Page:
TIRRELL: And I know one of the things that folks are so excited about, about this drug is that it could potentially be the first disease modifying drug for pulmonary arterial hypertension. There's been a lot of drugs in this space, but they really haven't been able to really solve the problem that much. How much are you expecting to see an impact from this drug on this disease?

DAVIS: Well, as you say that that's really why we see this as really has the potential to be truly foundational because it is a drug with potential to be disease modifying. It's the first a non-basal dilator in the space so it's a new mechanism of action, and it's an add on therapy obviously this is a disease that if you have it, you progress fairly quickly through a whole host of different regimens, most of which are basil dilators. This is an opportunity to add on to that with a really unique mechanism that we think can profoundly improve the quality of life for these patients and really fundamentally change the course of this and potentially as you mentioned with the disease modifying potential characteristics of the drug, even then go into broader indications beyond just PAH.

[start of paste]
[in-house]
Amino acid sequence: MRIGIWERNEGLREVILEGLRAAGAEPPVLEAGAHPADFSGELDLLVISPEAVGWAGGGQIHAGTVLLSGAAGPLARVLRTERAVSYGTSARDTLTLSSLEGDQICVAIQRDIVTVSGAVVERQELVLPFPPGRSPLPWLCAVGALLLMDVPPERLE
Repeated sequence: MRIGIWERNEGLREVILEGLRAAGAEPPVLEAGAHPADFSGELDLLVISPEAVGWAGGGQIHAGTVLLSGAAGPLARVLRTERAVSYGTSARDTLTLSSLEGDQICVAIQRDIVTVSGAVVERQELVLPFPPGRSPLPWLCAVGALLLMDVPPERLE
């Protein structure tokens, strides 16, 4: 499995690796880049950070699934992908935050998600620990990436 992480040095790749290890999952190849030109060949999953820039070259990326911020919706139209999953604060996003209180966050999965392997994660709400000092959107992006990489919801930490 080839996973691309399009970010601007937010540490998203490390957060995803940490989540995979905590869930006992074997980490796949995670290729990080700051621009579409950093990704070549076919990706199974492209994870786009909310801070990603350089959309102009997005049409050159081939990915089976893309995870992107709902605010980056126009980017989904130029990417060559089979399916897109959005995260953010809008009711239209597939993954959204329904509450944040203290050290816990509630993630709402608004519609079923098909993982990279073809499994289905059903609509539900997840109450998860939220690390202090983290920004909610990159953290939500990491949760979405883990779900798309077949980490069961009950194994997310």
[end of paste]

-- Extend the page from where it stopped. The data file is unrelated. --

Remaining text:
TIRRELL: We know Acceleron had a partnership with Bristol Myers. What can you tell us about the process of coming to this deal? Was, was it competitive? Were you kind of duking it out with anybody else?

DAVIS: Yeah, well, I can't speak for, for Acceleron and the conversations that they've had but I can tell you this is a company we've been watching for quite some time. As you may know, our chief scientist, Dr. Dinah Lee, is actually a cardiologist by training has deep expertise in this area and we have a whole team here at Merck, who have been also very focused on this so this is something that we've been watching. And when they put out very positive Phase 2 data earlier this year in June, you know, we, we got excited about the opportunity of what this could be, and started having conversations so we feel good about the process, good about the value we're giving here and really think we're going to create value for patients. And importantly, both for the Merck shareholders and for the Acceleron shareholders as well so it's a, it's a win win all the way around.